M-RCBG Associate Working Paper No. 98

'Better Regulation': European Union Style

Elizabeth Golberg



The European Union is often criticised for producing too many – sometimes badly written - laws which interfere too much with the lives of citizens and business in areas better regulated at national or local level. Red tape and bureaucracy are seen as major failings of the EU. The European Commission, as the European Union executive, has responded to this criticism by giving priority to regulatory policy, termed ‘Better Regulation’. Using strategic planning, impact assessment, consultation and evaluation as its main tools, ‘Better Regulation’ aims to prepare and adapt EU policy and legislation in knowledge of its expected economic, environmental and social impacts, avoiding unnecessary burdens and red tape for citizens, businesses and public authorities. The assessment of regulation from the design phase to implementation, with public consultation throughout the process, has become systematic.

Despite these efforts, EU Member States, business and a broad section of the public continue to express dissatisfaction with the volume and quality of legislation. The Member States and business groups call for reduction targets and regulatory budgeting schemes to contain the volume (and hence the costs) of legislation. Most recently, for example, the coalition agreement which forms the policy platform of the German government has called for the European Union to launch a ‘one in/one out’ scheme of regulatory budgeting.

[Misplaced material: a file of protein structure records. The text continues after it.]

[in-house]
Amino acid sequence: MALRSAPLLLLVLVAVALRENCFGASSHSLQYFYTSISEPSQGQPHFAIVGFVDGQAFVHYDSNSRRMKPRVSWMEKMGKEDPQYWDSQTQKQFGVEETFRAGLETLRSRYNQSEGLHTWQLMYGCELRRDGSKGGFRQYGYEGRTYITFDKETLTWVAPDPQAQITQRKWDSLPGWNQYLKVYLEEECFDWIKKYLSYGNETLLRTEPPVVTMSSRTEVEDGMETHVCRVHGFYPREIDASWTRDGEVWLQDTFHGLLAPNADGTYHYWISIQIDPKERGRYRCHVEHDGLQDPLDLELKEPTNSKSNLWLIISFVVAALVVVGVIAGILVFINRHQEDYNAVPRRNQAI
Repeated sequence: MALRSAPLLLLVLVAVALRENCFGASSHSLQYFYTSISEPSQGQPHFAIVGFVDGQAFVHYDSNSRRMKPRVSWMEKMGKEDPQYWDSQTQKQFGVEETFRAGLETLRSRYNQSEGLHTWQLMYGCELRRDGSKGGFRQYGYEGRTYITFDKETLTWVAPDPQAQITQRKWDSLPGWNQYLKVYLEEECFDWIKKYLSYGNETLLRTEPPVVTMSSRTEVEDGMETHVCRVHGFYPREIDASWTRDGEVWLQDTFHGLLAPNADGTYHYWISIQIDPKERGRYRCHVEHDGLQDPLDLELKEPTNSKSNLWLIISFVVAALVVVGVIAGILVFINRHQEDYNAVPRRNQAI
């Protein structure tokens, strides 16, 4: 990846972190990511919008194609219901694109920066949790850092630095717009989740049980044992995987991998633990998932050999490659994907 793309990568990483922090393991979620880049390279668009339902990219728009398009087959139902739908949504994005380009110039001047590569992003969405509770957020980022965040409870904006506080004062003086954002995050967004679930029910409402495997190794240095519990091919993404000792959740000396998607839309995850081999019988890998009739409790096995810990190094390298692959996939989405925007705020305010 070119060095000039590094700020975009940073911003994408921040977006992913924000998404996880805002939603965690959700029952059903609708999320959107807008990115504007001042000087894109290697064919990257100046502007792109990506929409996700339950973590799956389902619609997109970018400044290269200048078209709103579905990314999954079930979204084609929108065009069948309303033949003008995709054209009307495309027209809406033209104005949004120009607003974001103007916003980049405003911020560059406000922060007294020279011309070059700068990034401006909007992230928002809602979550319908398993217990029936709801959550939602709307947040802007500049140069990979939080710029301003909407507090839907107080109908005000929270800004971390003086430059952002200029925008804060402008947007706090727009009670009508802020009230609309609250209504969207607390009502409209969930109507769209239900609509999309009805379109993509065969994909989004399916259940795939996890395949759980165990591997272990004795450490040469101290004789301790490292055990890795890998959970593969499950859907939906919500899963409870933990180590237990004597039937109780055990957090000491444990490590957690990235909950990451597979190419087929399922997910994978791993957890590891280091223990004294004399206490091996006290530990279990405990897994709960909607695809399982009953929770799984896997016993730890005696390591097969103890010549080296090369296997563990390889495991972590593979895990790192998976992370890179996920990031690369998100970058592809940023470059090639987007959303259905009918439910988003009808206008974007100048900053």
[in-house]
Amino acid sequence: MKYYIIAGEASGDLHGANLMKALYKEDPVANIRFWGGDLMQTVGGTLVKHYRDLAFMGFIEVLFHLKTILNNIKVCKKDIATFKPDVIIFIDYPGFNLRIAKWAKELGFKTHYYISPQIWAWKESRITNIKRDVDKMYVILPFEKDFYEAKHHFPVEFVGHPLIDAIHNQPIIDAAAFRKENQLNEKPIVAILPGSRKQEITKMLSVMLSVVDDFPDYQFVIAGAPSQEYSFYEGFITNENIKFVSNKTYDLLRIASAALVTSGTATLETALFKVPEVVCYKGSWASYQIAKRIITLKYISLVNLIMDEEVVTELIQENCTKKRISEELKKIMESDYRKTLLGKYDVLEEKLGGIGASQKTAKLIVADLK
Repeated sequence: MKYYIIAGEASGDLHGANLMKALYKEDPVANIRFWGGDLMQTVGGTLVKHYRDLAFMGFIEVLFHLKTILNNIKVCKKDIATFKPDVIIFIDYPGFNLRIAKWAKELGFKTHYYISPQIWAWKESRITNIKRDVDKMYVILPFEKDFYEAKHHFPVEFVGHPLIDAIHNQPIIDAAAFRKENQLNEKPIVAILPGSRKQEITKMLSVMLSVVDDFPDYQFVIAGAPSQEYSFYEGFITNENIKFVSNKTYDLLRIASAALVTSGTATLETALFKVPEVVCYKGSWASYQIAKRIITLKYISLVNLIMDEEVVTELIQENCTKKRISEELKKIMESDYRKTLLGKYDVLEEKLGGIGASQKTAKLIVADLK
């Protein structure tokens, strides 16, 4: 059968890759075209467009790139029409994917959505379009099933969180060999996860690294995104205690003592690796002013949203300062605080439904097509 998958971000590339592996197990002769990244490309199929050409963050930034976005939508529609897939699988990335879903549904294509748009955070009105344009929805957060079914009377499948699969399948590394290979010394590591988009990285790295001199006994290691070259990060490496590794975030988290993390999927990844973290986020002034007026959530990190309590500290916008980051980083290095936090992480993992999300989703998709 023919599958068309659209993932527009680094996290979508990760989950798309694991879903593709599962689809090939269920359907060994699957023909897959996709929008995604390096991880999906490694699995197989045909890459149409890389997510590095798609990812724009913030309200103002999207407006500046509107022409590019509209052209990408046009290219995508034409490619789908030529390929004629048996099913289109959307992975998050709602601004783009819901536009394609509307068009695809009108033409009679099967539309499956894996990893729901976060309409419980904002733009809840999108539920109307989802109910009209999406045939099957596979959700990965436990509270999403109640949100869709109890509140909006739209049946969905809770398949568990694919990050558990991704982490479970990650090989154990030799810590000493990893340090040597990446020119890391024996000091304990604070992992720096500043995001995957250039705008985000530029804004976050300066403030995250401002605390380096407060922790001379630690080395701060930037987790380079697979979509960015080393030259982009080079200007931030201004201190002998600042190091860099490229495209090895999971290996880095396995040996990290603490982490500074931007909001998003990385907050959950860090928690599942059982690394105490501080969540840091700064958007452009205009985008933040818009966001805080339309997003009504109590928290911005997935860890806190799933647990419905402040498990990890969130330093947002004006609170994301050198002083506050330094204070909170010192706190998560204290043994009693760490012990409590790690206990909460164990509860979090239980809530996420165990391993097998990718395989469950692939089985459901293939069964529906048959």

This raises questions about the European Commission’s regulatory policy approach. Is ‘Better Regulation’ effective? Is it relevant in the decision-making process? There are no straightforward answers to these questions and many ways to go about answering them. This paper attempts a response based on personal experience and available evidence. It outlines the factors that have shaped and driven regulatory policy over the past fifteen years. It describes the main features of the European Commission’s ‘Better Regulation’ system and looks at whether it is effective and relevant. The results of the analysis, including illustrations from three case studies on roaming surcharges, air quality legislation and climate change legislation, provide insight as to whether ‘Better Regulation’ has worked to improve policy outcomes and decision-making and whether commonly prescribed solutions to ‘over regulation’ (targets and quantitative offsetting schemes) are fit for purpose at EU level.

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